Separately, HIT placed its third advertisement in several newspapers yesterday, saying it had to deliver “the truth behind distorted remarks” made by the strike organiser earlier.

HIT said the advertisement placed by the strike organiser on Monday was “misleading” and was in need of clarification.

It criticised the union’s advertisement for misleading the public by saying that Hutchison Port Holdings – which HIT is under – made HK$780 million in profits last year.

HIT clarified that the amount of profit was from all the 52 ports in 26 countries under Hutchison Port. HIT’s profits were less than a tenth of that amount, it said.

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LabourStart campaign: More than 8000 protest to port bosses

LabourStart has been running an online campaign at the request of the Hong Kong Dockworkers Union and the International Transport Workers Federation, getting people to send off protest emails to the port bosses. Currently they’ve generated over 8,200 messages.

Please join in this form of e-campaigning, and spread the link:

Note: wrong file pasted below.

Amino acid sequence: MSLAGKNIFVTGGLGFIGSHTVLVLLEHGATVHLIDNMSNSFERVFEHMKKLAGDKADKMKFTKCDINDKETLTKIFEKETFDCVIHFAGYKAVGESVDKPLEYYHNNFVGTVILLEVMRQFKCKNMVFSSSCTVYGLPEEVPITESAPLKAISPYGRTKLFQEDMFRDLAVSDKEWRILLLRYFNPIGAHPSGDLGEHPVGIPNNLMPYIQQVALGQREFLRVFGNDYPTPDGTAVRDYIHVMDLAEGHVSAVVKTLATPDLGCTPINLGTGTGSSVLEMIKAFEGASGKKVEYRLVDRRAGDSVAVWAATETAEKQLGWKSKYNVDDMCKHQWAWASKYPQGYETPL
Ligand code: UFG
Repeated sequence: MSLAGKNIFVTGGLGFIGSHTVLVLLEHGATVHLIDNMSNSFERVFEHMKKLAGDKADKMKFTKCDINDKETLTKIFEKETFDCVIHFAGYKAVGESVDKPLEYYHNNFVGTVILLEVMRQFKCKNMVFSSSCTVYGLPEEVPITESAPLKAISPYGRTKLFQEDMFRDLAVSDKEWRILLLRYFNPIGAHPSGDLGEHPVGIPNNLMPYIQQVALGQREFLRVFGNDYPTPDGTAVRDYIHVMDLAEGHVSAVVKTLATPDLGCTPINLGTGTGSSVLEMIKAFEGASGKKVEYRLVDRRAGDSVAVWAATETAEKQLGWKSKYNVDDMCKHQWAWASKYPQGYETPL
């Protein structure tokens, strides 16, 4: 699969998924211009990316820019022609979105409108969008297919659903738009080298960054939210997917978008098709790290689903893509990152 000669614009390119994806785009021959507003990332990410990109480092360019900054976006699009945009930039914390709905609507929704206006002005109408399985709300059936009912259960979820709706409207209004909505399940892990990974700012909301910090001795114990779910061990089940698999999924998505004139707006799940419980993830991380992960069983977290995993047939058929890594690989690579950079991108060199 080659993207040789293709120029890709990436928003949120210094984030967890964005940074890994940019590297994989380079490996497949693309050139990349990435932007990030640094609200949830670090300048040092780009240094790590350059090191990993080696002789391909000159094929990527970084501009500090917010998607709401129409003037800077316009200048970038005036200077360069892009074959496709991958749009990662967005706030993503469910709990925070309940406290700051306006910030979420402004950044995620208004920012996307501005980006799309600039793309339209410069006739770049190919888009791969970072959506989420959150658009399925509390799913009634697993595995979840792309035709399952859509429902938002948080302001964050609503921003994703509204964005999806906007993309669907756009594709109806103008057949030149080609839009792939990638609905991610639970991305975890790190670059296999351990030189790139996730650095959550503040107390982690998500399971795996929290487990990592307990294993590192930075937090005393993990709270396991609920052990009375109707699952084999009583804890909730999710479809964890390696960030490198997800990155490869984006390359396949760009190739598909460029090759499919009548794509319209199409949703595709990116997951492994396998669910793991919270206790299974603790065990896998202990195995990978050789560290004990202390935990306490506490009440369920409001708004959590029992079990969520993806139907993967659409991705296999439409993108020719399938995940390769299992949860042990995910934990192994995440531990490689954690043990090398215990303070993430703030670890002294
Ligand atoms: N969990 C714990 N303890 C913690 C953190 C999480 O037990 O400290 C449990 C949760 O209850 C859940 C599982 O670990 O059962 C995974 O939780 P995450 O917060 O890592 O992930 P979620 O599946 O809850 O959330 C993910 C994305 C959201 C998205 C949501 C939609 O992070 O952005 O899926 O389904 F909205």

LabourStart is a superb source of daily media postings from all over the globe. Check it.

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Bangladeshi garment factory collapse kills at least 87 workers

Yet another workplace tragedy in Bangladesh’s garment industry. Not too long ago, 112 workers die in a fire in the Tazreen factory. The deject working conditions that garment workers in Bangladesh experience is being fueled by companies such as Walmart and Disney. These conditions are being justified by the industry proponents as lifting people out of poverty. They even dare to talk about how they are doing Bangladeshi women a favor here:

“Industry proponents say the garment industry has been an essential engine for the Bangladeshi economy, lifting millions of people, particularly women, out of abject poverty, even with such low wages. Today, garments represent roughly 80 percent of Bangladesh’s manufacturing exports and provide a critical source of foreign exchange that the government needs to help offset the high costs of imported oil.”

In Dec 2012, in the immediate aftermath of the Tazreen fire that killed 112, organizers in Newark and Charlestone organized a symbolic port blockade here and here. Below is the video from Bangladeshi workers who survived, entitled “So We May All Survive”